Monday, March 31, 2008

Six Word Memoir

Almost tagged me to write a six word memoir. Tomorrow is my birthday so here's my memoir:

Will I be smarter at 42?

Six people I tag to write their own six word memoir:

Kat at The Secret Life of Kat
Thicket at Todays Lessons
Scott at The Glory of Everything
John at Locusts and Honey
Fancy at The Fancy Pants Factory
Amber at Homeschool Diva

Play along if you like by writing your own and tagging five more bloggers.

Thursday, March 27, 2008

Wednesday, March 26, 2008

Off to Fall Creek Falls for a day hike. Catch ya later.

Tuesday, March 25, 2008

Buck tilled my garden over the weekend, and now chickens wander, scratch, and dust bathe all through it. Nothing planted yet though I should have sown at least few sugar snap peas and spinach. I'll make the hour trip to Stanley's Green house in a few weeks instead of sprouting from seeds. Except beans, watermelons, and flowers. Anyone can grow vines and flowers from seeds. When it gets warm again (yesterday it spit snow), I'll form the garden paths with my clay tiles and stones. I always say gardening is much more about art, so straight rows just won't do.
Won't be long till we start seeing baby chicks following momma hens again. Or hear them peeping from the hayloft. No matter how many times I've seen a baby chick, I'm still astonished by the cute factor of walking yellow fuzz balls.
When danger of frost is gone, it's time for the academics of home school to come to a close. We start in July and end in late April or early May. Tater is behind everyone else, because his trip last summer got him started late. I relish the free time away from the school books. In between swim team, I'll do the projects I put off during the school year. Here are some of my summer projects besides gardening:
1. Adopt a minimalist vision for my garage. Again.
2. Wrestle my unruly walk in closet. Again.
3. Help each child declutter their rooms. Again.
4. Take two of my children to vision therapy every two weeks an hour and a half away.
5. Work on a workbook regarding adoption issues with a friend for my son. We're developing a beautiful plan in the making to further draw him into our family. He keeps his precious heart at a tentative distance at present without even knowing it.
6. I'd like to find botanical and bird wallpaper for my kitchen and redo the counter tops, but wallpaper is altogether out of fashion. And how could anyone match the picture in my mind's eye? I can't decide on counter tops, mostly because of the expense.
7. All three boys will attend scout camp, and I asked Helen to consider keeping Pooh Bear so Buck and I could have some time.
8. Peace goes to New York this summer.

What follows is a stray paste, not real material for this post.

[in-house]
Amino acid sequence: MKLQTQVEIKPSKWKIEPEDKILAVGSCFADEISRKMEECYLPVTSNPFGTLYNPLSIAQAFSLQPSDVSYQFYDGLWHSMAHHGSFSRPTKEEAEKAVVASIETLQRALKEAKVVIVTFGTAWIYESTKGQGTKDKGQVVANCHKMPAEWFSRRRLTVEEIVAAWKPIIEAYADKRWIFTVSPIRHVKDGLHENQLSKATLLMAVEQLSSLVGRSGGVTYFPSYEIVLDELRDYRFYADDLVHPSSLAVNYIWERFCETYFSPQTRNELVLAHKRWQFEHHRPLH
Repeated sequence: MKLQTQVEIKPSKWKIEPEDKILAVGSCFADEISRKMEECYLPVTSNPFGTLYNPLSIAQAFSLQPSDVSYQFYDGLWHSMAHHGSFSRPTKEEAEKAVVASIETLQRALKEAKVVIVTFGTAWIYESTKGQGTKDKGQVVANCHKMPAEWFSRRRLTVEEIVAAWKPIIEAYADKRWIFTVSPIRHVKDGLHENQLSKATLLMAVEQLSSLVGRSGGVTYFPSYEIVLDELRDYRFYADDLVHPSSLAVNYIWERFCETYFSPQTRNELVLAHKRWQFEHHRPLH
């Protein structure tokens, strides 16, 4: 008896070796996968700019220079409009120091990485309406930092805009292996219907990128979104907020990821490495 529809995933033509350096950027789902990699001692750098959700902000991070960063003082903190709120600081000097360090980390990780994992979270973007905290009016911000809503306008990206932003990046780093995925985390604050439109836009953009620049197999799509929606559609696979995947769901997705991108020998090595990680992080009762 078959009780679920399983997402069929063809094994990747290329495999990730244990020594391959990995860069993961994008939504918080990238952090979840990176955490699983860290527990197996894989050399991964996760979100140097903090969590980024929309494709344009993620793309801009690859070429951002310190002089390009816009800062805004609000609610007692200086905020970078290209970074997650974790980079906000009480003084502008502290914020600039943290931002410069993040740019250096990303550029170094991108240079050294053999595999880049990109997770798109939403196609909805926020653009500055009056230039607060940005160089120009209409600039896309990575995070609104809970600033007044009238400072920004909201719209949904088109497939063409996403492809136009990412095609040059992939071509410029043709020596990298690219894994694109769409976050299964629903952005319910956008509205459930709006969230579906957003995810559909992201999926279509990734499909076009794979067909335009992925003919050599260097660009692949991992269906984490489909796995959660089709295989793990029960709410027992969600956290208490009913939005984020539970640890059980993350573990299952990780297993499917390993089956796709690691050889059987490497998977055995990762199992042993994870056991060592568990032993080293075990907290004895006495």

9. New flooring for the home school room would be gravy, but probably unachievable.
10. Visit Dollywood several times with our season's passes we got for Christmas.
11. Catch up with friends and family we don't see much during the school year.
12. Consider service projects.

After five year here on our pretend farm, I'm hitting my rhythm. Steady, not frenetic. That wouldn't do, and my relationships couldn't withstand it.

Must not get to wrapped up in the future when it's time to seize the moment of homeschool now. Off to hit the books. And laundry.

Sunday, March 23, 2008

May the morning star
which never sets
find this flame still burning:
Christ, that Morning Star,
who came back from the dead,
and shed his peaceful light on all people,
your Son who lives and reigns forever.

Saturday, March 22, 2008


Here's how I know I may have gone to Starbucks a little too often this past winter. A hip college aged girl approached me from out of nowhere in a school building and spoke in a chipper sweet voice, "Hey, I know you. You order a tall black and white hot chocolate with a squirt of cinnamon dulche' at Starbucks, right? My name is Austen. What's yours?"

Oh, dear. Makes me feel guilty about the children of Compassion I could have sponsored with that money.

Friday, March 21, 2008

Currently admiring the new space on my home school bookshelves. Don't worry. It won't last long.

I'm thinking of decluttering the homeschool room today. This job never goes well for me, because in order to declutter, I must get rid of books. I tend to want to hang on to books. What if I eventually need the book for some unknown upcoming project in the next fifty years? I am sure the Loudon County Library would not have it, since it's book collection is about the same size as mine. I think it would be easier for me to part with a body part than a book. I probably should have been a librarian instead of a mother. Wish me luck.

Thursday, March 20, 2008

Not what I wanted to hear

Pooh Bear announced that her brand new white Easter shoes were great for climbing very tall trees.
I have a quandary, a good one this time, that I'd like to get out from inside me through blogging. Yesterday (and both had to happen on the same day), I attended a meeting about an excellent classical high school homeschool co-op which is coming together beautifully and approval of acceptance letter into a wonderful new public high school academy opening in another county. Peace, my oldest son, enters high school next year, so I've been stewing over these possibilities for a good long while. Both top choices became reality on the same day.